Is 'I'm good' really a universal American response to 'How are you?'
There are two important milestones of assimilation for a Briton living in the United States, according to Johnson, The Economist's language blog. One is to start calling the final letter of the alphabet "zee" instead of "zed." The other is to start responding to "How are you?" not with "I'm well," but with "I'm good."
I'm not so sure. As an American in Toronto a few years ago, I found the zee/zed transition in the other direction surprisingly hard, but I felt I had to make it because so many people seemed simply not to understand "zee." Surely "zed" would be even more baffling to Americans. So I think zee-for-zed would be a conscious decision early on rather than a sign of having finally gone native.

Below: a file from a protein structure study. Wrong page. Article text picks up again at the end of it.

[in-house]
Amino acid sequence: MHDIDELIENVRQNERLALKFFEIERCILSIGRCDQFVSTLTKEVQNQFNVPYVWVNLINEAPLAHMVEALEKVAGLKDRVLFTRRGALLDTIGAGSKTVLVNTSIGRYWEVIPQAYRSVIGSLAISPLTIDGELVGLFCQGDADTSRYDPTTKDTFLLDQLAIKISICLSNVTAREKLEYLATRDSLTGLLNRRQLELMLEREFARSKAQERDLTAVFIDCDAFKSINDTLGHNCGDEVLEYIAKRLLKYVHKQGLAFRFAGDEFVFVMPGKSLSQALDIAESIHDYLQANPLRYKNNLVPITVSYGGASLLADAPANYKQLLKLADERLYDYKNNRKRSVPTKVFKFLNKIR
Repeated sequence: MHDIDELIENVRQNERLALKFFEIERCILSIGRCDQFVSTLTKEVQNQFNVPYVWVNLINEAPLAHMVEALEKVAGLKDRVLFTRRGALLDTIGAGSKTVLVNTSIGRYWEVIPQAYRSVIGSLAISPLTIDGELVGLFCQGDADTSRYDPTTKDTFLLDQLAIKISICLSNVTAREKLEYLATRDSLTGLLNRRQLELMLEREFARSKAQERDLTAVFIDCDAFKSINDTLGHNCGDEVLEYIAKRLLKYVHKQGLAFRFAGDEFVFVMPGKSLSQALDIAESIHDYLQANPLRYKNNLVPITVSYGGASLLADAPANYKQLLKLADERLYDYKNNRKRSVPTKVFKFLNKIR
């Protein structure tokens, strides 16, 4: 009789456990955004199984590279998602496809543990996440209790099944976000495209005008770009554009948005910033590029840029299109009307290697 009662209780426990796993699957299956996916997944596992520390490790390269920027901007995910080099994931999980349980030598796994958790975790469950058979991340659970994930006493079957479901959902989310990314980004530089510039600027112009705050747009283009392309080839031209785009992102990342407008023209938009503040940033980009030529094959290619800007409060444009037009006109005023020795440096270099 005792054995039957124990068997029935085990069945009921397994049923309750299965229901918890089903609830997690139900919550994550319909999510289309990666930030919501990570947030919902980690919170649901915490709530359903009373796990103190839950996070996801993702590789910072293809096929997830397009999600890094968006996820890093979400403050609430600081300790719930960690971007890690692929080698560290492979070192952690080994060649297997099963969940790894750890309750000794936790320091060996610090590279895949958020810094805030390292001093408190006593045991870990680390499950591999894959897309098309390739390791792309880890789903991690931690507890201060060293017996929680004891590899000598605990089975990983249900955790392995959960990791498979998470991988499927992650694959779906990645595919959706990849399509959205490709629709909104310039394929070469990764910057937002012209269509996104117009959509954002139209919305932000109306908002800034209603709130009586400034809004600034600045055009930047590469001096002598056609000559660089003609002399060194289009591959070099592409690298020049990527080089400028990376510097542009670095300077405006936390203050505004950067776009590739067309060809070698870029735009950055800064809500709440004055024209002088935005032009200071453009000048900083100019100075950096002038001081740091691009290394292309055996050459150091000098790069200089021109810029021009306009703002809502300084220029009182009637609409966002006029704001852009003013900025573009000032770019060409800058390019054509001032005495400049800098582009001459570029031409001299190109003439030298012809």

And I'd agree that any Brit who said "I'm good" instead of "I'm well" probably was pretty far down the path to Americanization. But is "I'm good" really a universal Americanism? Please, someone, tell me it's not. After all, you don't really have to say, "I'm well," if that sounds just too upmarket for you. There's always "Fine, thanks," for heaven's sake. Oh, and will you please hand me the sugar tongs when you're through with them
The blogger Grammar Girl is often on the side of the (prescriptivist) angels in her advice, leading her readers through the wilds of lie versus lay, for example, and illustrating her points with quotes from lyrics of songs by Bob Dylan and Eric Clapton. But she came out a few years ago with a stout defense of "I'm good" as a response to "How are you?"